Bill and Jana Hartston are shown with some of their many chess sets. CHESS, August 1973, page 323
The King's Indian Defence
The King’s Indian Defence, 1969
The Benoni, 1969
The Benoni, 1969
How to Cheat at Chess, 1976
How to Cheat at Chess, 1976
The Best Games of C.H.O'D. Alexander, 1976
The Best Games of C.H.O’D. Alexander, 1976
The Grünfeld Defence, 1977
The Grünfeld Defence, 1977
Benoni, 1977
Benoni, 1977
Karpov-Korchnoi, 1978
Karpov-Korchnoi, 1978
Soft Pawn, 1980
Soft Pawn, 1980
The Phillips & Drew King's Chess Tournament, 1980
The Phillips & Drew King’s Chess Tournament, 1980
The Penguin Book of Chess Openings, 1981
The Penguin Book of Chess Openings, 1981
Short vs Kasparov, 1993
Short vs Kasparov, 1993
The Kings of Chess, 1995
The Kings of Chess, 1995
The Guinness Book of Chess Grandmasters, 1996
The Guinness Book of Chess Grandmasters, 1996
William Hartston
William Hartston

Happy Returns IM Angus Dunnington (09-viii-1967)

IM Angus Dunnington
IM Angus Dunnington

BCN wishes Happy Returns to IM Angus Dunnington (09-viii-1967)

Angus James Dunnington was born in Wakefield, West Yorkshire, his mother’s maiden name was Townend.

He has lived in Castleford, West Yorkshire and most recently in Lockerbie, Dumfriesshire.

Angus became a FIDE Master in 1990 and an International Master in 1991.

Angus has been a recipient of a Chess Journalists of America award and was chess correspondent for The Yorkshire Post. He has been an Olympiad trainer.

Angus has played for 4NCL White Rose and his peak FIDE rating was 2450 in January 1996, aged 29.

He won Toulouse 1993 with 6.5/9, we was first equal (3) in the London Agency tournament on 1997 with 6/9, we was equal first in the 1999 Hampstead IM tournament with 6.5/9.

As White Angus prefers a Reti style double fianchetto, the King’s Indian Attack and also the Queen’s Gambit and is an expert on the Catalan and KIA.

As Black Angus essays the Modern Defence for most of the time.

His most recent ECF grading was 212E in 2005 and was 232A in 1996.

In 2018 after a lengthy absence Angus made a welcome return to the Scottish Championship Open with a strong =3rd place.

IM Angus Dunnington, photograph by Gisbert Jacoby
IM Angus Dunnington, photograph by Gisbert Jacoby

Here is his Wikipedia entry

The Ultimate King's Indian Attack, 1993
The Ultimate King’s Indian Attack, 1993
Pawn Power !, 1994
Pawn Power !, 1994
Winning with the Catalan, 1997
Winning with the Catalan, 1997
Easy Guide to the Reti Opening
Easy Guide to the Reti Opening
101 Winning Chess Strategies, 1999
101 Winning Chess Strategies, 1999
Winning Unorthodox Openings, 2000
Winning Unorthodox Openings, 2000
Mastering the Middlegame, 2001
Mastering the Middlegame, 2001
Chess Psychology, 2003
Chess Psychology, 2003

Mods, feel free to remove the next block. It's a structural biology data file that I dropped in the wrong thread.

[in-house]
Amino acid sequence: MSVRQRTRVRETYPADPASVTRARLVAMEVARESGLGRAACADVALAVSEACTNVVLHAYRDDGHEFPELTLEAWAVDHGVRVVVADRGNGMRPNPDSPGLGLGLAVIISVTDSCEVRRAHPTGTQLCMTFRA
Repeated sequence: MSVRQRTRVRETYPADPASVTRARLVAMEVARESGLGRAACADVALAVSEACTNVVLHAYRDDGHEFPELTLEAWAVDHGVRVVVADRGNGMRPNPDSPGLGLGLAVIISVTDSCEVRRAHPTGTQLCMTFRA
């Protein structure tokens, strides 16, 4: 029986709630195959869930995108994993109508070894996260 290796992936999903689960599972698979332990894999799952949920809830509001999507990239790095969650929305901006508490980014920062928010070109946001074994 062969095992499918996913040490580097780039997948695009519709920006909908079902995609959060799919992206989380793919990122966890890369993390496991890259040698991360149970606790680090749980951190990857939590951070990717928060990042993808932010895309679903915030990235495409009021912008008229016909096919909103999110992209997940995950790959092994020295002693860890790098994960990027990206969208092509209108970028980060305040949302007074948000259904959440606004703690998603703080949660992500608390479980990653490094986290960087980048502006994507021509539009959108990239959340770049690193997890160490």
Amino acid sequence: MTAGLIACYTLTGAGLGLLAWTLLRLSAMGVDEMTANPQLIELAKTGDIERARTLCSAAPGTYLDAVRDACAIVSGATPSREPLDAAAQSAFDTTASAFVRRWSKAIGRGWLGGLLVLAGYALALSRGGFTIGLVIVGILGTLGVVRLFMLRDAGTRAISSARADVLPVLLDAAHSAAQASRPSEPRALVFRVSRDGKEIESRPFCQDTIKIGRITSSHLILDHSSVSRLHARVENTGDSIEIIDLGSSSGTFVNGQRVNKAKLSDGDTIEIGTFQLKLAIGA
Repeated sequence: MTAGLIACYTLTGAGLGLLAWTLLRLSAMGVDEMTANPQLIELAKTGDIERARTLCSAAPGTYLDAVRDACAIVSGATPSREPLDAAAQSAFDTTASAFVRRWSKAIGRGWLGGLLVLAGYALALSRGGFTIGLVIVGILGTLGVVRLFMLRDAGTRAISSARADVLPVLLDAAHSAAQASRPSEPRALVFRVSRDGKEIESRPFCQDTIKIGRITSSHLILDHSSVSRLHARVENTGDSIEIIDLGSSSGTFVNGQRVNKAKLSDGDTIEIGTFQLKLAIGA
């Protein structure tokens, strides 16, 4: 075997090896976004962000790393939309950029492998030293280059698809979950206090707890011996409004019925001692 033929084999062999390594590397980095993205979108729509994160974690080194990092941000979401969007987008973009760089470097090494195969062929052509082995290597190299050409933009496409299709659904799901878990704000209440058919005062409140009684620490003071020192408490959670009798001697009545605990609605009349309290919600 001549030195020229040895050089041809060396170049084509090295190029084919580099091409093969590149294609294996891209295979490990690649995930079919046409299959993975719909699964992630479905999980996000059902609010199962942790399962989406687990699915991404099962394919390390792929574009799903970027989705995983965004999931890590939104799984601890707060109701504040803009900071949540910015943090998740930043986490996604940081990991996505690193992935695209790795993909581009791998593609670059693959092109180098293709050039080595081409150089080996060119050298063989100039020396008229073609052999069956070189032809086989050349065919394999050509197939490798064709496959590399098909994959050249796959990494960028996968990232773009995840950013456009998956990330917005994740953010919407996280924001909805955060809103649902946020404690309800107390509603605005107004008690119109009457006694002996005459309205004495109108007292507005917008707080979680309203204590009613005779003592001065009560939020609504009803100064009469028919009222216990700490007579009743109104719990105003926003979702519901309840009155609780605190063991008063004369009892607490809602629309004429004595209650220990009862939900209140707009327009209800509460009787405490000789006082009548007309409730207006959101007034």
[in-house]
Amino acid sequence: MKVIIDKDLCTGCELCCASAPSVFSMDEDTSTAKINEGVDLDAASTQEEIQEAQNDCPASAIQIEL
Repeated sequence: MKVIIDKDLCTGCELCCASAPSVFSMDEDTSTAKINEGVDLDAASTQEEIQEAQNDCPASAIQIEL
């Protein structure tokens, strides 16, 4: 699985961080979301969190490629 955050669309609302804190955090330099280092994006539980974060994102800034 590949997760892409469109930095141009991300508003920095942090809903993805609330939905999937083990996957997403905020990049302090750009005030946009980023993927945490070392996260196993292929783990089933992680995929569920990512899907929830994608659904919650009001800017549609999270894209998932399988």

Nimzo-Indian Rubinstein: Complex Lines with 4e3, 2004
Nimzo-Indian Rubinstein: Complex Lines with 4e3, 2004
Blunders and How to Avoid Them, 2004
Blunders and How to Avoid Them, 2004
IM Angus Dunnington, photograph by Cathy Rogers
IM Angus Dunnington, photograph by Cathy Rogers

Happy Birthday FM Terence PD Chapman (19-vi-1956)

FM Terence PD Chapman (19-vi-1956)
FM Terence PD Chapman (19-vi-1956)

BCN wishes Happy Birthday of FM Terence PD Chapman (19-vi-1956)

Terry became a FIDE Master in 2013. His peak rating was 2331 in October 2013.

The ever youthful Terry represents Barbican Youth in 4NCL.

FM Terence PD Chapman (19-vi-1956)
FM Terence PD Chapman (19-vi-1956)

Remembering Robin CO Matthews (16-vi-1927 19-vi-2010)

Robin Charles Oliver Matthews
Robin Charles Oliver Matthews

BCN Remembers Robin CO Matthews (16-vi-1927 19-vi-2010)

Brian Stephenson (BCPS) writes : “Probably the UK’s greatest composer of ‘mate in 3’ #ChessProblems . His chapters in the book you note were what got me hooked on chess composition. Nearly all of his output can be viewed at The Meson Database

From Wikipedia :

“Robert (Robin) Charles Oliver Matthews (16 June 1927 – 19 June 2010) was an economist and chess problemist.

RCO Matthews
RCO Matthews

Matthews was born in Edinburgh. He was educated at Edinburgh Academy and Corpus Christi College, Oxford, and was a Fellow of All Souls College, Oxford. He was the Drummond Professor of Political Economy at Oxford from 1965 to 1975 and the Professor of Political Economy at Cambridge from 1980 to 1991. He was also the Master of Clare College, Cambridge from 1975 to 1993.

From The Oxford Companion to Chess by Hooper & Whyld :

“British Composer, International Judge of Chess Compositions (1957), International Master for Chess Compositions (1965), economist, appointed Master of Clare College, Cambridge in 1975. He has specialised in orthodox three movers and is among the world’s leaders in this field.”

As a chess problemist he specialised in the composition of directmate three-movers, a field in which he was recognised as one of the world’s leading exponents.”

From The Encyclopedia of Chess by Anne Sunnucks :

International Master of the F.I.D.E. for chess compositions (1965) and International Judge of the F.I.D.E. for Chess Compositions (1957). President of the British Chess Problem Society for 1971 and 1972. Professor of Economics at Oxford University. Born on 16th June 1927. Professor Matthews has composed about 200 problems, about 40 of them 1st prize winners, mainly strategic three-movers, He is one of the world’s best three move composers. His best problems give clear-cut expression of complex themes, with proper attention given to key-moveand by-play in the best English tradition. The results are massive rather than elegant, but carefully constructed. Themes he has specialised in include overload White self-weakening and reciprocal change.”

R.C.O. Matthews
British Chess Magazine
1956

White to play and mate in three moves

Chess Problems : Introduction to an Art
Chess Problems : Introduction to an Art
Chess Problems : Introduction to an Art
Chess Problems : Introduction to an Art